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During the economic crisis of 1929, States rejected the idea of finding an international solution through the League. Confidence in it was no longer dominating, if it has already tried reigned. Indeed, economic depression made some countries stronger and wealthier such as: Japan and Italy and allowed dictators to take over power (e.g.: Nazis in Germany). So, what led to its breakdown?

Members

The League operated a distinction between members called “originating” and others. There were 32 founding States. The United States has never joined the League because the Congress refused to be involved in the European disputes and decided to adopt an isolated policy towards the rest of the world. Similarly, both Germany and Russia were not allowed to join it for their war crimes. In reality, the League depended mainly on France and Britain; the British and French had done so much to bring the league into being and it depended so heavily upon them for its continued existence. The League, therefore, resembled a club of winners, with the largest force against the defeated countries.

Complex Assembly

Members of the league met only once a year in Geneva and their decisions were unanimously because the balance of the needs of collective action with respect to the legal independence of States cannot be engaged in an action against their will. Yet, the veto of a State institution had reduced inefficiency. This made the league very complex and slow in taking decisions.

Ineffective Sanctions

* Verbal Sanction: Disputed States had to meet in the League`s Assembly and try to solve their disagreements peacefully. However, the League had to introduce verbal sanctions if the invader country refused to obey its decisions. Yet, verbal warnings were no longer effective since countries ignored the League as a whole.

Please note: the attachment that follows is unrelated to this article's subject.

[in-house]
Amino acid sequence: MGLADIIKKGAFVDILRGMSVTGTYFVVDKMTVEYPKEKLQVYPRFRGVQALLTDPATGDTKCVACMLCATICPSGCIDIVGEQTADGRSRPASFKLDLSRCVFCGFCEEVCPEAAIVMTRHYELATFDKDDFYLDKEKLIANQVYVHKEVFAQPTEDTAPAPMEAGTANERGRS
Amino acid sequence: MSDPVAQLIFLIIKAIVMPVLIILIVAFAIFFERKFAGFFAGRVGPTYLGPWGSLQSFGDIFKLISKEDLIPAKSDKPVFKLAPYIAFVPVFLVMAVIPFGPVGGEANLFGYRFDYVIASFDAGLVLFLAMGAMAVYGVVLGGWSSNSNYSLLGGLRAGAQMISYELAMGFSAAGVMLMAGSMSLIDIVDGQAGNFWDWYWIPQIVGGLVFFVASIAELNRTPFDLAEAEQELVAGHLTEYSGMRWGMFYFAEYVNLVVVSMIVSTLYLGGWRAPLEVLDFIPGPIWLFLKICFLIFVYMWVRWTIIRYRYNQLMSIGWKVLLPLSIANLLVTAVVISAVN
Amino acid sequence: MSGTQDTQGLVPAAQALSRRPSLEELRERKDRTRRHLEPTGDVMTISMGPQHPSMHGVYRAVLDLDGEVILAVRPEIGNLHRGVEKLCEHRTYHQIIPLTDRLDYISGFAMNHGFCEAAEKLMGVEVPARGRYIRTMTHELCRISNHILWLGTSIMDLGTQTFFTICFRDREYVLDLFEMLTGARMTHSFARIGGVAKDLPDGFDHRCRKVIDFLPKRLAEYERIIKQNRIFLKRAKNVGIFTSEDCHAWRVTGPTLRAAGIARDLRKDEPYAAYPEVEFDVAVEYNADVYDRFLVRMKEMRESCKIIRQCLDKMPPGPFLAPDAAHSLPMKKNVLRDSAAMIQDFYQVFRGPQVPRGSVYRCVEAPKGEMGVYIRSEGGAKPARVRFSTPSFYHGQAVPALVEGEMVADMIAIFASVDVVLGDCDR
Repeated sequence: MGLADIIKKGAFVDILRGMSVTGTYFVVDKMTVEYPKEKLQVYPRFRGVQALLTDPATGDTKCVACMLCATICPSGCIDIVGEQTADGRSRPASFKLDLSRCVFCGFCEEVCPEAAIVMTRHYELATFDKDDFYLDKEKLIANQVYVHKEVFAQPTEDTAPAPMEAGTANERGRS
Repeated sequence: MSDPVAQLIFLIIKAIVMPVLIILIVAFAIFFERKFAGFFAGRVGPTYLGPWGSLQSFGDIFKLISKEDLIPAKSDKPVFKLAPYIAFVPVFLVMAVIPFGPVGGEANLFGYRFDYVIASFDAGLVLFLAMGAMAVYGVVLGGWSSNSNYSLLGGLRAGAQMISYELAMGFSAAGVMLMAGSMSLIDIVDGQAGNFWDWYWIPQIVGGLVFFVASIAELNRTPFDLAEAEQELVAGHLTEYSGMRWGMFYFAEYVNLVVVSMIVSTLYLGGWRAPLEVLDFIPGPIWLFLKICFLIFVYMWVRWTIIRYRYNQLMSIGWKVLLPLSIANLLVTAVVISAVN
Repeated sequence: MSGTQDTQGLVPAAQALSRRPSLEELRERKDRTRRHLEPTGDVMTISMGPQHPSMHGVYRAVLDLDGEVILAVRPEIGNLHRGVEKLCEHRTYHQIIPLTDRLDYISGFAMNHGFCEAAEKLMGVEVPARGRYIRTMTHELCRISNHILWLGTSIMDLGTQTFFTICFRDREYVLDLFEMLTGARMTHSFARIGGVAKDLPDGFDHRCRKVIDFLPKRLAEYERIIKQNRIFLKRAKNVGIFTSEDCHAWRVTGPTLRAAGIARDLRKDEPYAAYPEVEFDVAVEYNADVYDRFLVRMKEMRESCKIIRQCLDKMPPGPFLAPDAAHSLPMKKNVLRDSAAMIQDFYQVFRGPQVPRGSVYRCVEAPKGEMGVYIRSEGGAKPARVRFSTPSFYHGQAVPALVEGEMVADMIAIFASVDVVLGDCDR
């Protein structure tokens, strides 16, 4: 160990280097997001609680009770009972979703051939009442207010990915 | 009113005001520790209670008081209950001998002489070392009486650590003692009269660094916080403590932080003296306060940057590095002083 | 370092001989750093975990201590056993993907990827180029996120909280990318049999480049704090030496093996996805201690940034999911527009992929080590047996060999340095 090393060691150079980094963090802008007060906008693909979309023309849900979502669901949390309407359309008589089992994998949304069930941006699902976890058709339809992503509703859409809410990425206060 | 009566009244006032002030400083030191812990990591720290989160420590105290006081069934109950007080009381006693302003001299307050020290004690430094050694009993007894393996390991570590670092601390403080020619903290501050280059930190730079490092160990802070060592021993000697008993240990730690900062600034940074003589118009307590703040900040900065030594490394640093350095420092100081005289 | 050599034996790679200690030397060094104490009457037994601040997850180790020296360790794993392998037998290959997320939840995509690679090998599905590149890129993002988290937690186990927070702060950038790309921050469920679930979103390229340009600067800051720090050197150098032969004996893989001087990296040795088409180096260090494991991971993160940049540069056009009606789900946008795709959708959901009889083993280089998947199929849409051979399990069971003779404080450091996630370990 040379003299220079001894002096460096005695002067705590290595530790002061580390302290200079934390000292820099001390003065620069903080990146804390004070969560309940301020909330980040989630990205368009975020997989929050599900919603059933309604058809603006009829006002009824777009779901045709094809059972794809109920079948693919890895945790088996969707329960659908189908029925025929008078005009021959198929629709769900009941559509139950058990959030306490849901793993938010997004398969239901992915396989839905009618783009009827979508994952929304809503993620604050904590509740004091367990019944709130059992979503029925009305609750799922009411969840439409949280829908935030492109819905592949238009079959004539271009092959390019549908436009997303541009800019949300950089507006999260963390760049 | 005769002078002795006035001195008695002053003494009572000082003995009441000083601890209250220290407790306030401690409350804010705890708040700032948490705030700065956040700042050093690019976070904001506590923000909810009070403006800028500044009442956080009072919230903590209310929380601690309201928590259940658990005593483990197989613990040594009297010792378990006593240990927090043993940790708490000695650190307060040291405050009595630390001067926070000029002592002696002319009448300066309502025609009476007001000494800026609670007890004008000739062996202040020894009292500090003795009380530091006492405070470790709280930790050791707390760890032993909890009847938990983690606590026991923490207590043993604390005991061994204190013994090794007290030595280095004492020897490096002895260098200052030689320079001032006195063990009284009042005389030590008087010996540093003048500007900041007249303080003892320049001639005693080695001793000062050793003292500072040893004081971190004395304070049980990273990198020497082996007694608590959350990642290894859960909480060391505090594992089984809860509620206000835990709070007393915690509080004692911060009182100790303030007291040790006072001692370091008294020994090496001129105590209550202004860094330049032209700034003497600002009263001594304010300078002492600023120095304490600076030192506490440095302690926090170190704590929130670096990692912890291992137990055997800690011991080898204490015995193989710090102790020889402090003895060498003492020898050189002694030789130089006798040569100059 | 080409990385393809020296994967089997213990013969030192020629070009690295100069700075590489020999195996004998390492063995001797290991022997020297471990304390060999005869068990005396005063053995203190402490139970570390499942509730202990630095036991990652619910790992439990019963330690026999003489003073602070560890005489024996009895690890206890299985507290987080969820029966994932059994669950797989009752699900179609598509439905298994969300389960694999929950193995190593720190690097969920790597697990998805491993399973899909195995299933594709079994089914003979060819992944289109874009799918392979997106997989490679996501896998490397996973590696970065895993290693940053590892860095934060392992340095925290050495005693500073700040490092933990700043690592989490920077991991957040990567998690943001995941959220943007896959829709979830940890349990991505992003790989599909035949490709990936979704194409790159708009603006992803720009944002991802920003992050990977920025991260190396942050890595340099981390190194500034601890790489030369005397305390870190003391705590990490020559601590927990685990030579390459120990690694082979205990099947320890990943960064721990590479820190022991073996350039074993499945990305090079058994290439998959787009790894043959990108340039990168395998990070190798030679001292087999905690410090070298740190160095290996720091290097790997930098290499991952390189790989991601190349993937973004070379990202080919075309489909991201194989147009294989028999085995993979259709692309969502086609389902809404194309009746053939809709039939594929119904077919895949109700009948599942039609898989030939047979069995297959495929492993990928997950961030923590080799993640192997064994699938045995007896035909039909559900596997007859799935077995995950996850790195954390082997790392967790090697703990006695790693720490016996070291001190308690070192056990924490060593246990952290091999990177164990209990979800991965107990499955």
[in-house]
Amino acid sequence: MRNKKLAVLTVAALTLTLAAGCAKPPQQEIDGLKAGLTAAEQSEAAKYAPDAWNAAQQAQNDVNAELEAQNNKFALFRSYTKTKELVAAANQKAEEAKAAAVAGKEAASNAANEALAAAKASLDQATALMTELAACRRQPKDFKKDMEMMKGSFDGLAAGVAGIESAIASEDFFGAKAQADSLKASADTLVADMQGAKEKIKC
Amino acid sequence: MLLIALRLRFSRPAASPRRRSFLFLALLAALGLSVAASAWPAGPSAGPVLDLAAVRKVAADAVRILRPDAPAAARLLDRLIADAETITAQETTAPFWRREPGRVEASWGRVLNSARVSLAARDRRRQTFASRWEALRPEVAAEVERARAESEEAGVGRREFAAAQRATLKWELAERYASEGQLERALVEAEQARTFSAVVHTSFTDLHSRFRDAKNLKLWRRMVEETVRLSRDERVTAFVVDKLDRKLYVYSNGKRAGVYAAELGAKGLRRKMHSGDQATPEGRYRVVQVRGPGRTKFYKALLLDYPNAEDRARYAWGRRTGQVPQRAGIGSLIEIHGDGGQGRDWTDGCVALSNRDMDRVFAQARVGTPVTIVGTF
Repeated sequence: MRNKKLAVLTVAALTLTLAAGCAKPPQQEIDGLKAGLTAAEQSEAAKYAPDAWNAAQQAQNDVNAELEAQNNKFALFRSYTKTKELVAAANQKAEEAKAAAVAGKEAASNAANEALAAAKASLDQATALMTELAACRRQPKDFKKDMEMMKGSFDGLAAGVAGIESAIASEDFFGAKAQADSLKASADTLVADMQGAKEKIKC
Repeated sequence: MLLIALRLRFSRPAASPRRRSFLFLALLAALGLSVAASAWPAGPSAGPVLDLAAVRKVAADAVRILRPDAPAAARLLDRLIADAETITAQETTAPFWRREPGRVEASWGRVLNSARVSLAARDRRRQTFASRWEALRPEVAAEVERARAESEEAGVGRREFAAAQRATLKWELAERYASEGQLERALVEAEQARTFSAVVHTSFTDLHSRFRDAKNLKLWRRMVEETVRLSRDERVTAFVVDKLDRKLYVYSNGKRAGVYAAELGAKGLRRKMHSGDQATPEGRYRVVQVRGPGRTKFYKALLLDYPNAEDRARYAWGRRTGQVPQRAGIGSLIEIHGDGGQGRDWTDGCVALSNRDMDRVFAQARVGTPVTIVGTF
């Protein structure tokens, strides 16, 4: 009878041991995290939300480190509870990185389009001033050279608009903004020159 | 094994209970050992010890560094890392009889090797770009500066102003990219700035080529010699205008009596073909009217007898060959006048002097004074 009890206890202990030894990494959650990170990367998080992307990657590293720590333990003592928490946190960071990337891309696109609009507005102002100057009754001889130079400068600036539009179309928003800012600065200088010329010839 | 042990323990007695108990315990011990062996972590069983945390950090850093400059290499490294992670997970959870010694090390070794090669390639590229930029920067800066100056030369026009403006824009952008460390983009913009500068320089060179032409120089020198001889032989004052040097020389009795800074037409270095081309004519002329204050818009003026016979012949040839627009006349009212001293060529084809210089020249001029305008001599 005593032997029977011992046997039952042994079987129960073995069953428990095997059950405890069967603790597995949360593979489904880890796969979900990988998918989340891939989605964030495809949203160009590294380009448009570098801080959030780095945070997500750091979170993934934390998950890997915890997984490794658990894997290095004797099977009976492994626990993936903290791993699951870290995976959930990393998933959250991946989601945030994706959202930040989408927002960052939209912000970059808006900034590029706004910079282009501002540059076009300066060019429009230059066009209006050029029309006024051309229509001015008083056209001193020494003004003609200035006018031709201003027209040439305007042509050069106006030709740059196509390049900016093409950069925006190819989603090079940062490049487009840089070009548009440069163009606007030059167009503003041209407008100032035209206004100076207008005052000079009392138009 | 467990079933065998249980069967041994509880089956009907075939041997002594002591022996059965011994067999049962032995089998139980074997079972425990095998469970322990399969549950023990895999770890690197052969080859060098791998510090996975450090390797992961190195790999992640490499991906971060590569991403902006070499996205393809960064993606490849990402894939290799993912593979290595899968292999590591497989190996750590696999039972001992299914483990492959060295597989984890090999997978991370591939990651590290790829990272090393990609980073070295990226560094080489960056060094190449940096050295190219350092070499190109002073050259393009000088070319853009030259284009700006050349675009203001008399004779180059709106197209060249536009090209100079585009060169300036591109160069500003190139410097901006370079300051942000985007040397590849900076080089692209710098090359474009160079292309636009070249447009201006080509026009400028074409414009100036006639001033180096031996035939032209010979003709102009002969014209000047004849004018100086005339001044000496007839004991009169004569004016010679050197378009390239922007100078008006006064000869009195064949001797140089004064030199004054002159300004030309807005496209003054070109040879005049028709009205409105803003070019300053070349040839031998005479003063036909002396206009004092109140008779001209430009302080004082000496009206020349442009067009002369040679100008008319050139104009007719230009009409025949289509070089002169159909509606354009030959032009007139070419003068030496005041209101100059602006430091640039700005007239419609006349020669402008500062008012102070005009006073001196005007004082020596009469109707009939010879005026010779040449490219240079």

* Economic Sanction: Members had to stop trading with aggressors if the League ordered economic sanctions on them. The league prevented all financial, commercial and personal affairs between its members and aggressors. However, this sanction was not effective since the latter can still trade with the US as long as it has never been a member. Unexpectedly, both Britain and France betrayed the League and refused to stop trading with Mussolini for their personal interests when the League ordered economic sanction on Italy during its invasion for Abyssinia.
*Armed Sanction: The League has never had an armed force as its sole aim was to solve disputes through peaceful negotiations. Indeed, this entity depended heavily on France and Britain who were totally struggling after the First World War. Consequently, all sanctions did not function as it was planned in the Versailles Treaty.

Examples of the League’s breakdown

* Japan against the League:

The Japanese army bombed the cities of China in 1931 because the country wanted to capture Manchuria. The Assembly proposes to Manchuria self-government while keeping it within the Chinese state. Therefore Japan decided to leave the Assembly. League`s failure to coerce Japan must necessarily mean that sanctions would never be effectively applied against a great power. This experience did not just demonstrate the failure of the League, but also, proved that a great power could commit an assault without fear of sanctions.

* The case of Germany:

• The Saar referendum of 1935 was in favour in Germany: This offered a moment`s escape from the pervasive melancholy of the 1930s. This vote reflected an opposition before leaving the territory of Geneva. So, the league seemed to have missed an opportunity to strengthen its power in the Saar.
• Violation of the military clauses of the Treaty of Versailles: In the 14th of October 1933, the German government under Hitler announced simultaneous withdrawal of the Disarmament Conference and the League. This experience is the fatal blow to the League. European countries felt threatened by Germany and seeks alliance. Therefore, the USSR joined the League of Nations in the 18th of September 1934.

* Italy against the League

Securing a colony in Abyssinia has always been Mussolini`s dream. For raising its economy, the Italian Duke announced that Wali-Wali was under Italian rule. Haile Selassie believed that Wali-Wali was in his own territory and Italians claimed that it belonged to Italian Somaliland. Clearly, hostilities were arisen without declaration of war in the 3rd of October 1935 after calling the Negus in the League. The Italian victory became a reality May 9, 1936 with the invasion of Ethiopia and Italy resigned from the League in 1937.

After 1930, the league faced difficulties in surviving. This mainly was because it was not strong enough since the beginning of its creation; the League (of Nations) failed because it could not create actions from its words.